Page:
For the second time in my life I feel free. Free to go wherever I want and do whatever it is that I really want to do.
The first time, I left and didn’t return to live at home in Toronto for over ten years. I travelled, I taught, I built schools, but more than that, I learned how to learn.
Towards the end, at 29 years old, while running around China building out academic centers, I got diagnosed with Parkinson’s disease.
Many people have asked me what that was like? Well, it is what you would think, it sucks. What made it worse was that I didn’t know anything about it or anyone who might be able to guide me through it.
But, I was young and naive enough to think that maybe, if I found the right teachers, I could figure this thing out and get back to doing whatever I want with my days. So, I tried to do just that. It started in San Diego with Prof. Jeanne Loring and the team at Summit for Stem Cells, then meeting Eli Pollard at the WPC in Portland, then Prof. Patrik Brundin and the invitation he got me to the inaugural ASAP meeting, then Hilal Lashuel and the Synuclein Conference, and from there an entire world of patients, doctors and scientists really started to open up. That set me off on a whirlwind tour of academic centers, biotech companies and patient organizations all around North America and Europe.
There are so many people that played a role in getting me to where I am that even attempting any kind of list would be doing all of them an injustice. Most only a handful of people will have even heard about, including silicon valley billionaires, obscure German professors living on the edge of the Black Forest, young geneticists bursting with enthusiasm, hardened veterans living out their days in biblical deserts, Chinese medicine doctors who email me weekly with new breakthrough cures…though I still hope to one day tell all of their stories.
Sorting through it all and trying to figure out where and who to place my bets has been the greatest challenge I have ever faced. But, I think I have found the best solution for me.
I still don’t quite know where this next go around is taking me, but I think I am starting to get an idea.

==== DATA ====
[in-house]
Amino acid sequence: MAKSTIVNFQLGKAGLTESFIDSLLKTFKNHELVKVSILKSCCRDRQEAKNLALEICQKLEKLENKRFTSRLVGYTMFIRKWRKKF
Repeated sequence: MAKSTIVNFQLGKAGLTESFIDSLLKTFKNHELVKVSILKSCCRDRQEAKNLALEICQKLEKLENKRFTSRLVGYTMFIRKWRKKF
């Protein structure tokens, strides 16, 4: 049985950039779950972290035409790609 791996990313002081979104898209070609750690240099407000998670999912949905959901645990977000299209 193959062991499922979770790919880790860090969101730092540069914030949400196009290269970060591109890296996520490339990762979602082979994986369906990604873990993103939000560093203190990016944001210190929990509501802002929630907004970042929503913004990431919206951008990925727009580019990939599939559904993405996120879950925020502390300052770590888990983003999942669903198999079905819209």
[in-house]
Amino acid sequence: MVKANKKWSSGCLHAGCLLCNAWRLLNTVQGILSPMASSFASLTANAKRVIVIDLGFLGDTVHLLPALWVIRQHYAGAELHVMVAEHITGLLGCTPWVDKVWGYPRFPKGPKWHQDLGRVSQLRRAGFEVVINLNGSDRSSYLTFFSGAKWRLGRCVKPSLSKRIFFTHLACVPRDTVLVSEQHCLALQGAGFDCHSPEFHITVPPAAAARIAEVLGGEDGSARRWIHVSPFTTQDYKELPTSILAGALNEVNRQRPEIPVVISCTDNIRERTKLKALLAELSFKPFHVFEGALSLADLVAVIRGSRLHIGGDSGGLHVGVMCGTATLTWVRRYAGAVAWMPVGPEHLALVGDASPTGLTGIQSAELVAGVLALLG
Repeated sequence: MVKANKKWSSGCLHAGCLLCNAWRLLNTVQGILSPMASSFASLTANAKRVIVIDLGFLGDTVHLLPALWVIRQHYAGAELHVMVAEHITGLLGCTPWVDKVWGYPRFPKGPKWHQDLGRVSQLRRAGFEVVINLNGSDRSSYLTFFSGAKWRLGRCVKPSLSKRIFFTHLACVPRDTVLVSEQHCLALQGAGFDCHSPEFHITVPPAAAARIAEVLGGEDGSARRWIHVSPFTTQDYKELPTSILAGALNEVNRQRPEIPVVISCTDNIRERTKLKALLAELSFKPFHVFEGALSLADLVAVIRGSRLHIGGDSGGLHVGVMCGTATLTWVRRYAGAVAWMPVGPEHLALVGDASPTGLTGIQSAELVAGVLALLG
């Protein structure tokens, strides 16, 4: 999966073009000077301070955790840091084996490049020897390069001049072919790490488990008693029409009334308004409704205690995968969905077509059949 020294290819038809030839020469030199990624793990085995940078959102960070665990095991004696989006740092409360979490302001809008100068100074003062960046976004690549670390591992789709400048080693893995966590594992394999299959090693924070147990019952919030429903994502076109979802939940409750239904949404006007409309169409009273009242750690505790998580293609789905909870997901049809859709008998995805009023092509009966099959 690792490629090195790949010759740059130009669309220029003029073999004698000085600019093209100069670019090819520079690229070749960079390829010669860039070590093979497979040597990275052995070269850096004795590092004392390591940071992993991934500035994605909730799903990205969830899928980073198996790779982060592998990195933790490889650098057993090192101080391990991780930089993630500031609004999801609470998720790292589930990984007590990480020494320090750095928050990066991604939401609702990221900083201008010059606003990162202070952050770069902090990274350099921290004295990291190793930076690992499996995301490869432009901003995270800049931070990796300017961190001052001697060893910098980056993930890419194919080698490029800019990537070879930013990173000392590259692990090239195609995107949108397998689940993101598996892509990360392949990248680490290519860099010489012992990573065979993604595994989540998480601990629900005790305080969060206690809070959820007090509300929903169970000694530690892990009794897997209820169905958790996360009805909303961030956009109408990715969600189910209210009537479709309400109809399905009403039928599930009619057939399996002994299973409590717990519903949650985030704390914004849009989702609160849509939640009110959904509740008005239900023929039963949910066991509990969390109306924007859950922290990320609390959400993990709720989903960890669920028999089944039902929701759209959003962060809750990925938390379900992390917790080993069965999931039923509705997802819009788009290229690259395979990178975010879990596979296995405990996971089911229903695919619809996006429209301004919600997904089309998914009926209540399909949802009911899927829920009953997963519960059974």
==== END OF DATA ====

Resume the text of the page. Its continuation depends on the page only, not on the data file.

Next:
Unfortunately the world is a very different place now. I still dream of deep seas in far flung places, but it saddens me that there are more barriers in the way today, and that every day it seems like more are going up.
Nature and our limited capacity to confront it for what it is, are conspiring to impede that ability to just go and explore for the sake of exploring for me, and everyone else I know.
How can we possibly confront these forces that seem so much bigger than any of us? How could any of us do whatever it is that we might want to do with however long we have?
Well, by using the same tried and tested method we have always had, education.
Education is learning how to learn. How to connect one idea to the next. It does not matter if you are learning a language, Algebra, or even how to walk, in our brains they are the same, one neuron talking to another, one story talking to the next.
Like anything else, there are regional differences. It takes different chemicals and different stimuli to make that happen in the prefrontal cortex than it does in your thalamus or amygdala. But, what excites me about this age and where I derive the most hope for the future is that we are starting to understand some of the hows and whys, thanks to neuroscience.
Of course, neuroscience does not just happen. The only reason we know anything is because people decided that these were worthy problems. I am sure there are days when those same individuals lose sight of that, or have to put up with people who make them feel like they aren’t really contributing, but I hope they understand that what they do matters.
For anyone in and around the DC area, this is my way round-about way of saying that you must go and see the Life of a Neuron. Bring friends. Bring drugs. Bring neuroscientists. Bring whatever you need to get yourself into the right headspace for this. Because if you can, this 20 minute show will show you more about yourself and what the best minds we have think about what it is that we really are than anything else I have ever seen.
To the creators of the show, I have a suggestion. Take this on the road. You have a duty to show this to the world. But do not simply sell this to a streaming service, people need the full immersive experience to really get it (unless maybe if David Attenborough becomes available?) Or, go fully immersive, call up a VR team and really bring this to life by unleashing all the potential that technology has to recreate and probably even enhance what it is that you have dreamt up for the world and everyone in it.
Thank you thank you thank you to Dr. Megan Duffy for bringing me here and continuing to show me all that we are and all that we can be.
Wonderful! Congratulations – Vera
I was just there and wish I had known – maybe it will still be there when I return! Looks amazing.
I stumbled upon this post looking for info on this show, which I just found out about and wasn’t able to attend because I’m not in the DC area. Would you be willing to chat with me about what was so impacted you about this show? I’m working on an immersive concept and my research took me here and I want to know more about this show and why it was so amazing. Let me know if you’d be down to discuss (you have my email from the comment login). Thanks, Krissie